As one of the original stars of Saturday Night Live, Dan Aykroyd brought to life several classic sketches: the Coneheads, the Wild and Crazy Guys, and the Blues Brothers. He went on to star in a number of films, including Trading Places and The Blues Brothers, and was Oscar-nominated for his role in Driving Miss Daisy. We rebroadcast an interview from Nov. 22, 2004.
His new book is Between Midnight and Day: The Last Unpublished Blues Archive. It is a large-format book with photos and text by Waterman. In the early 1960s, Waterman became interested in traditional blues music. He rediscovered blues legend Son House living in Rochester, N.Y. Waterman then formed Avalon Productions, the first agency dedicated to promoting blue artists. Waterman managed many acts, including Bonnie Raitt. He's been representing and photographing blues artists for more than 40 years. He is the only non-performer to be inducted into the Blues Hall of Fame.
His biography of blues legend Muddy Waters, Can't Be Statisfied: The Life and Times of Muddy Waters, is now out in paperback. Waters is credited with inventing electric blues and creating the template for the rock 'n' roll band. Gordon also produced and directed an accompanying documentary of the same name which was broadcast on PBS in April as part of the American Masters series. Gordon's other books are It Came From Memphis, and The King on the Road. He also produced the Al Green box set, Anthology. This interview first aired October 3, 2002.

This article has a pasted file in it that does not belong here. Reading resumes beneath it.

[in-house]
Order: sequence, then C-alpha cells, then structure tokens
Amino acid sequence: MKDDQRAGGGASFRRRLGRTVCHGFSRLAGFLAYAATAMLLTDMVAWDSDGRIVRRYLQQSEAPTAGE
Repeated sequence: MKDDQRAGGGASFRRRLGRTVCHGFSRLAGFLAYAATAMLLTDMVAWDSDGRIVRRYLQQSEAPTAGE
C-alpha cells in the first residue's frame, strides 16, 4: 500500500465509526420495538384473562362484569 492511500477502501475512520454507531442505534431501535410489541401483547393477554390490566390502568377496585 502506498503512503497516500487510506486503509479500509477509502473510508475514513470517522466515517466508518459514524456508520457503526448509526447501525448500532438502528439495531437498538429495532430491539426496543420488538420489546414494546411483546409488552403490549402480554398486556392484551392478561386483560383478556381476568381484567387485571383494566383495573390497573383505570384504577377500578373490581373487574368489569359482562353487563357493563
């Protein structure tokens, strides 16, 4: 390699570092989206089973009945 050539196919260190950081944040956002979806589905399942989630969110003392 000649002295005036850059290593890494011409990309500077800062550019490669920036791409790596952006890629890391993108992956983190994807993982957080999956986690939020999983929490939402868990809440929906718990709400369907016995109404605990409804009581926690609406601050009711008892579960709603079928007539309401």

Andre Dubus III He's the son of writer Andre Dubus, and he's recently come out with his first novel, a coming of age story called "Bluesman." Dubus continues to work construction and write on the side. (Interview by Marty Moss-Coane)